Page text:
Saturday, October 06, 2012

The Art of Remembering...


(one of the many shrines that was on exhibit at the South Broadway Cultural Center)


I've reached that age in my life where there are too many names on my list of those who have gone before me. And, as I continue to get older, that list will inevitably grow longer at a faster rate. And, it doesn't get any easier to say goodbye.

My grandfather died when I was only four years old. His funeral was a BIG funeral. Everyone in our village was there for it. Most of us don't have many things we remember about being four years old. But, I distinctly remember my grandfather's funeral. Especially at the graveyard. The priest saying prayers. Everyone gathered around the hole that was dug. The coffin being lowered in to the grave. The flowers and everyone ceremoniously throwing a handful of dirt onto the coffin. Such a strong memory.

By the time I was born, my grandfather was already suffering from an illness. He was bedridden and my grandmother took care of him. She would massage him with wintergreen oil/rubbing alcohol. So, my memory of Tatay (that's what we called him which is Filipino for grandfather), was of him being in bed or a wheelchair (in that teeny tiny house). I don't even remember him having a voice or saying anything. Isn't that odd? He seemed to always be silent. Before he got ill, he was a formidable man-tall in stature and big on influence.

I wonder how it would have been had he not been ill when I was born. Would I have known him better and had a stronger impression of who he really was? I will never know, but I do remember that he was the first to pass.

Every weekend throughout the month of October, a group of us actively practice the art of remembering by way of a post. Stop by our host's site, Rebecca. An amazing woman with an amazing heart and soul. From her site, you can visit others who have done a post in regards to the art of remembering-you can see how each of us approach the subject. I think you will find it heartwarming and full of positive, loving energy.


9 comments:

Sylvia K said...

Moving memories and thoughts for the day, Paula. Thanks for sharing!

rebecca said...

dear paula,
your memories are strong enough to transport me to your four year old side. it is interesting that you remember your grandfather as having never spoken. there is something profound and almost spiritual about this. somehow it does not convey that he was frail or sickly but instead that he was wise, strong, and reflective. thank you for returning to recuerda mi corazon, to share the honor of remembering.

Gloria said...

Hi Molokai, hope you are doing well. I loved your remebrance and I too say that it is very interesting that you remeber you GF not speaking. You really felt his spirit. Very nice memories. Thank you for sharing.

gma said...

4 years old is such an impressionable age. You have held that memory for a long time.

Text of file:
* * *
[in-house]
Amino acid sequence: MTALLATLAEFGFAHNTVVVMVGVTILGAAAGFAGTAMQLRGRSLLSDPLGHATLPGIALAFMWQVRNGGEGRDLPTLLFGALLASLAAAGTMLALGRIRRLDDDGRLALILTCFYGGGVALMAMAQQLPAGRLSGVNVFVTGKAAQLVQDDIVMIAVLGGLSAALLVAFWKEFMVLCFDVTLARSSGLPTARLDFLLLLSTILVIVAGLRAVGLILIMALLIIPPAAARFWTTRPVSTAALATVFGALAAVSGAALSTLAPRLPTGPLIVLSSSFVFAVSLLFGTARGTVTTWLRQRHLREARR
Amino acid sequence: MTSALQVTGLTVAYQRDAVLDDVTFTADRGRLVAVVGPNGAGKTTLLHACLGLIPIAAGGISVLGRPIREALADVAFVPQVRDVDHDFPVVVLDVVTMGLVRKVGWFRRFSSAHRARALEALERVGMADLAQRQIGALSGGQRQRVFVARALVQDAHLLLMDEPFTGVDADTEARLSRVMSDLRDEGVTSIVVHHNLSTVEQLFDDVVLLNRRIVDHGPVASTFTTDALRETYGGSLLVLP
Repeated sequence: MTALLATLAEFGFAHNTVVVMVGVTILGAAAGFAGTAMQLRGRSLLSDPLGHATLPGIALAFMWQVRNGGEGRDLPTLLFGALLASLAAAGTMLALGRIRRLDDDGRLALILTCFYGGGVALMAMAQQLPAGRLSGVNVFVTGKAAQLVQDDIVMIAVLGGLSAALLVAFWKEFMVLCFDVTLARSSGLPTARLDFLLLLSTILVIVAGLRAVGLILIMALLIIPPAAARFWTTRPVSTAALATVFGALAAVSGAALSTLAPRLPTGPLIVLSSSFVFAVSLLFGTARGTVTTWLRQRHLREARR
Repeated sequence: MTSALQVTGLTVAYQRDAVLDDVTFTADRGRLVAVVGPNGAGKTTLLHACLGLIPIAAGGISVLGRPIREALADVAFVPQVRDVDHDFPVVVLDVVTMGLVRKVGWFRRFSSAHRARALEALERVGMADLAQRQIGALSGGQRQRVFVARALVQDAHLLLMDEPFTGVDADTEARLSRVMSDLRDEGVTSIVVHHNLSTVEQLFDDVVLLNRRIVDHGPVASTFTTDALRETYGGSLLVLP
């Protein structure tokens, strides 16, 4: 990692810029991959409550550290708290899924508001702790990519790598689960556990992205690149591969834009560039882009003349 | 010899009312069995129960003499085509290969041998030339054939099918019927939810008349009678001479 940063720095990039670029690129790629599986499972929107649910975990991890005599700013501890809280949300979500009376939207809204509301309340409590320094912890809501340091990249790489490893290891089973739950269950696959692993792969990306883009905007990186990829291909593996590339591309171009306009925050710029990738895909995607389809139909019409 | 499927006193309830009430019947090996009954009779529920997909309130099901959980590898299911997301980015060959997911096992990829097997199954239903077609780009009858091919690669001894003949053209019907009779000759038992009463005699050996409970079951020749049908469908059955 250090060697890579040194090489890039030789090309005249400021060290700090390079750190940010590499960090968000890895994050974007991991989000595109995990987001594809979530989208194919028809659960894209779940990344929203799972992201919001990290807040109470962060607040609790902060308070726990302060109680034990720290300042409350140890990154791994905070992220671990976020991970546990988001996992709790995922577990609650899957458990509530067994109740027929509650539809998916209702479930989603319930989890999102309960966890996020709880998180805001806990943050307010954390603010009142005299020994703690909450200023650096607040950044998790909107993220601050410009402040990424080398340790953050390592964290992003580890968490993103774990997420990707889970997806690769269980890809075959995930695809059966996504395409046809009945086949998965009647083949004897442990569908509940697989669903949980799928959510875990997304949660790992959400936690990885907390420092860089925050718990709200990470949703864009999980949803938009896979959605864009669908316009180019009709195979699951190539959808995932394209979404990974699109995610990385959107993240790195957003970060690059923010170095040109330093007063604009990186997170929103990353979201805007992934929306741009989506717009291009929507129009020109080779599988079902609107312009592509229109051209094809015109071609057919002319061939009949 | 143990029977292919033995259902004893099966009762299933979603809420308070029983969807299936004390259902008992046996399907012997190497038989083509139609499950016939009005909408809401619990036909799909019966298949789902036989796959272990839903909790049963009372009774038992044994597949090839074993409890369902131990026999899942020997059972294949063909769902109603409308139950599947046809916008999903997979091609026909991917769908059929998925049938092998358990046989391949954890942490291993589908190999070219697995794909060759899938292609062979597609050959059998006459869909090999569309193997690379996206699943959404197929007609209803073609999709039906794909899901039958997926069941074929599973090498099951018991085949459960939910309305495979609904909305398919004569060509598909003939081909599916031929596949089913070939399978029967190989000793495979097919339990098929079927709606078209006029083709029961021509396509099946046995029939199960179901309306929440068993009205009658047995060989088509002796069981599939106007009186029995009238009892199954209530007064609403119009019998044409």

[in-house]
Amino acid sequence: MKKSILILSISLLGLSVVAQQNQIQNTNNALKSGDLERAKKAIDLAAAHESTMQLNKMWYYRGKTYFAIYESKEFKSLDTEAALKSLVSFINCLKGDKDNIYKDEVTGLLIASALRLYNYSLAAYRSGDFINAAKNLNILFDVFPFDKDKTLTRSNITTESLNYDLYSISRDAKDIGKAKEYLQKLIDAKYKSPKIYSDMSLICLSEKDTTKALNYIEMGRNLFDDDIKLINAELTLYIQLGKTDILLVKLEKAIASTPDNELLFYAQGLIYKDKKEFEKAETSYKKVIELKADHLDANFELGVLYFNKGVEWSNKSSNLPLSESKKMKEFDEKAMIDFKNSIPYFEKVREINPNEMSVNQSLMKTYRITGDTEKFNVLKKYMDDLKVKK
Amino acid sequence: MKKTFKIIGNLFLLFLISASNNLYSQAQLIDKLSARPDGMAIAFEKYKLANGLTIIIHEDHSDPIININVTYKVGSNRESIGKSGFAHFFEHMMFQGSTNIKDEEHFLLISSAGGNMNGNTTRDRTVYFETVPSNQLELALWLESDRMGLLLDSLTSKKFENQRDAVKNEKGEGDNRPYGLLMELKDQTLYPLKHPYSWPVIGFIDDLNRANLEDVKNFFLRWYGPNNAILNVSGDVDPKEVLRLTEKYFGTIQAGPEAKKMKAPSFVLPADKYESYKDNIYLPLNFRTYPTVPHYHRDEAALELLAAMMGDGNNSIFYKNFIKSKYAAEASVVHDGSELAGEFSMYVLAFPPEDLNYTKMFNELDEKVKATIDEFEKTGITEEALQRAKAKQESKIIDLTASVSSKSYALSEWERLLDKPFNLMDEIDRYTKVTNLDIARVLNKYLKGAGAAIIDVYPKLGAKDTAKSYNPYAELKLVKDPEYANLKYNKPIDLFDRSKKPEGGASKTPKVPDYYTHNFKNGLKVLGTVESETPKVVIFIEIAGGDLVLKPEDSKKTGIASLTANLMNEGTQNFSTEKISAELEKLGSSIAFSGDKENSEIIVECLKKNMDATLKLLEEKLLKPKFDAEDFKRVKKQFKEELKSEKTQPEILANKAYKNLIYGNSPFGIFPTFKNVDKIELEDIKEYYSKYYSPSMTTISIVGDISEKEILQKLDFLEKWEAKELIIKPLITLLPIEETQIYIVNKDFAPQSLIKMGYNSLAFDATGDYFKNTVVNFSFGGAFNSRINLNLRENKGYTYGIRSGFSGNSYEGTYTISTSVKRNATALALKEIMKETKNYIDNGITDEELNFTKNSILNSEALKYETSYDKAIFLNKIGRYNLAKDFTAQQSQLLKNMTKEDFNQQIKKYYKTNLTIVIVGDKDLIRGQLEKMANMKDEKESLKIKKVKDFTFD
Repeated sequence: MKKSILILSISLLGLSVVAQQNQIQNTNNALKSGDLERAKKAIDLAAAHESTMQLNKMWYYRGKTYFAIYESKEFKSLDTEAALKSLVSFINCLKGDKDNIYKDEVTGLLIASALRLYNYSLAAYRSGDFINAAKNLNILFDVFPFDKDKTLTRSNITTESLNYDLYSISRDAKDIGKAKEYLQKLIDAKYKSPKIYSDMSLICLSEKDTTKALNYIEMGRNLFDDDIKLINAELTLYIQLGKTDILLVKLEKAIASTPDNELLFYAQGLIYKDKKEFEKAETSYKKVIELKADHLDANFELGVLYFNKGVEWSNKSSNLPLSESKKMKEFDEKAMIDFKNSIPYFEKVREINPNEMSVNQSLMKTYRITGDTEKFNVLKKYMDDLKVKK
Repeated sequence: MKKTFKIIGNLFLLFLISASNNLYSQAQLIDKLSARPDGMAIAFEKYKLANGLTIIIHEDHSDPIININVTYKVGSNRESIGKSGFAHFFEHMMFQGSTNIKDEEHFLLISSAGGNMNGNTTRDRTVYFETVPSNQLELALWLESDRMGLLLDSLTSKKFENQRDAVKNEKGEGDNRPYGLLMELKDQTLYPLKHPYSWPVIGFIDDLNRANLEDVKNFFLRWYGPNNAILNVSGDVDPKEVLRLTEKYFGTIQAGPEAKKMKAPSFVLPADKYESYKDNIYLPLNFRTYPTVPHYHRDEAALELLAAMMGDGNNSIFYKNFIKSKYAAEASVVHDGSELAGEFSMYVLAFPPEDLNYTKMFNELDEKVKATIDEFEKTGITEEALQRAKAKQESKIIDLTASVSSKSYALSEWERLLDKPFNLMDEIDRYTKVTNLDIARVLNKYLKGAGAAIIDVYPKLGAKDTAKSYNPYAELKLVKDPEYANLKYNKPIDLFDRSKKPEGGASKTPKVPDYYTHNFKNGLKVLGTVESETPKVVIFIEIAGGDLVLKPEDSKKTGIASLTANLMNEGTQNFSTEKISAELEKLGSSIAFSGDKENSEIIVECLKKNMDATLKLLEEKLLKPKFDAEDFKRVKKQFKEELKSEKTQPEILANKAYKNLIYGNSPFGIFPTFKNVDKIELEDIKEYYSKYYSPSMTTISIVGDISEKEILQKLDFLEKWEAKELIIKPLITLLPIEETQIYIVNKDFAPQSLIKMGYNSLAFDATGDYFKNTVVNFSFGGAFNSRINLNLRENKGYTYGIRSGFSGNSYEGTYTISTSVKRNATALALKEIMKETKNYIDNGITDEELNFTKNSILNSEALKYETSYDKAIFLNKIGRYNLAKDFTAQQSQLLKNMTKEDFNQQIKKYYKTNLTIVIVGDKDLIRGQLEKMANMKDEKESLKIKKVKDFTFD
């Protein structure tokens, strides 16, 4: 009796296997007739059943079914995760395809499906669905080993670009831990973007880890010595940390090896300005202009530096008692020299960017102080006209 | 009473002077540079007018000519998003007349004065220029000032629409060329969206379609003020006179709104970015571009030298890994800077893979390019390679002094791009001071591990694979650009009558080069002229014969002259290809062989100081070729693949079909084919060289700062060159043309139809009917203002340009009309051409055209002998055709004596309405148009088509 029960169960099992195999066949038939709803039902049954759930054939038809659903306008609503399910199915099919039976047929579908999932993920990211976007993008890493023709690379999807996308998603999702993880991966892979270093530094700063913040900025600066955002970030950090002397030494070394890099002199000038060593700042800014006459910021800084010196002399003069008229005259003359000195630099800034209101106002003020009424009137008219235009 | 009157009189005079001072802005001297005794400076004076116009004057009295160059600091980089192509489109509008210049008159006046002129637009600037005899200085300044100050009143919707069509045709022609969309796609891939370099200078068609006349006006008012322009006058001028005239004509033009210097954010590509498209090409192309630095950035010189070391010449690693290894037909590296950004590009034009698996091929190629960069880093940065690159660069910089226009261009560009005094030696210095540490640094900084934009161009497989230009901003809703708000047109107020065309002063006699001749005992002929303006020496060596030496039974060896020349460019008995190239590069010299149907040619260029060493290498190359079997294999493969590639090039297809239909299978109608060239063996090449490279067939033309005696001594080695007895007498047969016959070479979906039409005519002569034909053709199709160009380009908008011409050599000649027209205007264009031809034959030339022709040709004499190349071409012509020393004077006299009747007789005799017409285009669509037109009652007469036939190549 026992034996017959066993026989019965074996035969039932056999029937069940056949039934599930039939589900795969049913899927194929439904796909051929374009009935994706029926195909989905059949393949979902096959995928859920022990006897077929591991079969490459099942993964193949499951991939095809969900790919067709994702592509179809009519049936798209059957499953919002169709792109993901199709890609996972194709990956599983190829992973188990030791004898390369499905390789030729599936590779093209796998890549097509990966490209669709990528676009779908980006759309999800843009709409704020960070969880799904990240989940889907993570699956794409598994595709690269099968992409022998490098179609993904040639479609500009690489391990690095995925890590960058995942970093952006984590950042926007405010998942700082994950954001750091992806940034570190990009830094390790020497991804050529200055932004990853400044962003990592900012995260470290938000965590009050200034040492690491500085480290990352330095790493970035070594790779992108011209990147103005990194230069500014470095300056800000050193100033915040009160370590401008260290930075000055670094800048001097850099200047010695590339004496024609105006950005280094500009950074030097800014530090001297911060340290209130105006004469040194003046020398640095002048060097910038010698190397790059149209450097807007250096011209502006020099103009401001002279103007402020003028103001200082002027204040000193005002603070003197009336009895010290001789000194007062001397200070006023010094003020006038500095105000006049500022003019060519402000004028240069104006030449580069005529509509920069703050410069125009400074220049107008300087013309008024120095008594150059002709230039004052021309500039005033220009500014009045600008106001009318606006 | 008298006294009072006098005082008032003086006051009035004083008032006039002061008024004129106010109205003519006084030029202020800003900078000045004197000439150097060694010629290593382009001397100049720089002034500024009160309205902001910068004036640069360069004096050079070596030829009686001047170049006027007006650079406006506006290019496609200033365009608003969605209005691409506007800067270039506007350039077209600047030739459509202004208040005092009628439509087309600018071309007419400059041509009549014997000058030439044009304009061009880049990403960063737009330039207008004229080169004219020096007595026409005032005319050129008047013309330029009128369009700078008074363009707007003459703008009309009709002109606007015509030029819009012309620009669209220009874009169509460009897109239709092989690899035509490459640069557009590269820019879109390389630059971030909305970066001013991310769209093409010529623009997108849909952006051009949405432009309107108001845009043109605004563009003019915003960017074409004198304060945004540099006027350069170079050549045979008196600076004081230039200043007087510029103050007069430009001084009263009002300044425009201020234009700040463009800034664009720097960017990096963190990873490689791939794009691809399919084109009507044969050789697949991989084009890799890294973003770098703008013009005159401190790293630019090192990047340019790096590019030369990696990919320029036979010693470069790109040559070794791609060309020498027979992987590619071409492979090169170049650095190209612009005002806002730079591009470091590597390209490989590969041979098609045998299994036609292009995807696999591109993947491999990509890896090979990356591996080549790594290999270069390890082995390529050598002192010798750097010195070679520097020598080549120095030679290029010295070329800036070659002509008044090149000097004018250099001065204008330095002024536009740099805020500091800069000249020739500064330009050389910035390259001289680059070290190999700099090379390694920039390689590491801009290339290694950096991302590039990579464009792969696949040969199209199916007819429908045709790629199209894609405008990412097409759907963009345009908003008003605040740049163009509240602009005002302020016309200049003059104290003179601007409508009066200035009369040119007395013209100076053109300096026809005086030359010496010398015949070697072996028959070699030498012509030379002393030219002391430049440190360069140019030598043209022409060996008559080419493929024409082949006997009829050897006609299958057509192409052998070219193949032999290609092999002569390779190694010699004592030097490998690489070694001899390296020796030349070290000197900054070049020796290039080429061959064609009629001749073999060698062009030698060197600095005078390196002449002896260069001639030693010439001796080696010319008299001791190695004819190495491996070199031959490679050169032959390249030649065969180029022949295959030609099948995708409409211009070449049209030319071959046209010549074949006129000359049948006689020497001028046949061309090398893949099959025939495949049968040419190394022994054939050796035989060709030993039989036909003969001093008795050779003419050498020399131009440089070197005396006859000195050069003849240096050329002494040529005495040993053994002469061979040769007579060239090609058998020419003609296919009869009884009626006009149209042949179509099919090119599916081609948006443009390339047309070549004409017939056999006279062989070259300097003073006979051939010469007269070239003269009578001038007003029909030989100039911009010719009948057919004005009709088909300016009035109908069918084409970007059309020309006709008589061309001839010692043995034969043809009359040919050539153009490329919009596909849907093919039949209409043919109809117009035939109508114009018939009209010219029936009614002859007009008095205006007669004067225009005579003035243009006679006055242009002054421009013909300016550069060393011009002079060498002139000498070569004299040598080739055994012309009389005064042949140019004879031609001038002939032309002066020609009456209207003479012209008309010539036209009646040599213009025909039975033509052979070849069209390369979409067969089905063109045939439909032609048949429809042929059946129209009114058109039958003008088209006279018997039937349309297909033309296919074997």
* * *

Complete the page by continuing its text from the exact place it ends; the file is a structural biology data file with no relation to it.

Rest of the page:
A special remembering.

Scrappy Grams said...

I'm glad that you have memories of him. I think grandparents are important in a child's life. I like the idea of remembrance being a tradition.
I was only 3; it was my great-grandfather. The only memory I have of him was his sitting up in a dark wood bed. The headboard was tall. His bedroom was up some big stairs. I have no recall of the rest of the house.
Savor your memories and share them both orally and written.
~hugs~

HOOTIN ANNI said...

My grandmother on my father's side died when I was young. And both my grandparents died from my mother's side...again when I was young. I don't remember much about either...but I do remember my mother's parents HOME. Isn't that odd?

Now my dad's dad lived to be 97...so I remember him profoundly and each time he'd come to visit it was a box of chocolate covered cherries for me. Even Bud got a chance to meet him before he died.

I felt a warm glow overcome me with your memories today. Your long-held memories of your ancestors at the age of four brought not only tears, but a time for me to reflect and remember also.

BLOGitse said...

What a beautiful way to remember....
My grandparents have been gone almost all my life...

A Cuban In London said...

I know what you mean. It does get tougher when it comes to saying goodbye. At the same time I would like to believe that mortality becomes less of a foreign concept to all of us. We get more used to the idea of death. But being more accustomed to it doesn't mean we're more comfortable.

Beautiful post. Many thanks.

Greetings from London.

Chubskulit Rose said...

I am out of topic here Paula.

I just want to get back from your comment on my Manok entry lol. I did not know that you have Filipino root in you. The stew you are talking about is Tinola, my husband and kids love it too when I make it here.

I may have to invite you to come to our home one day hahaha.

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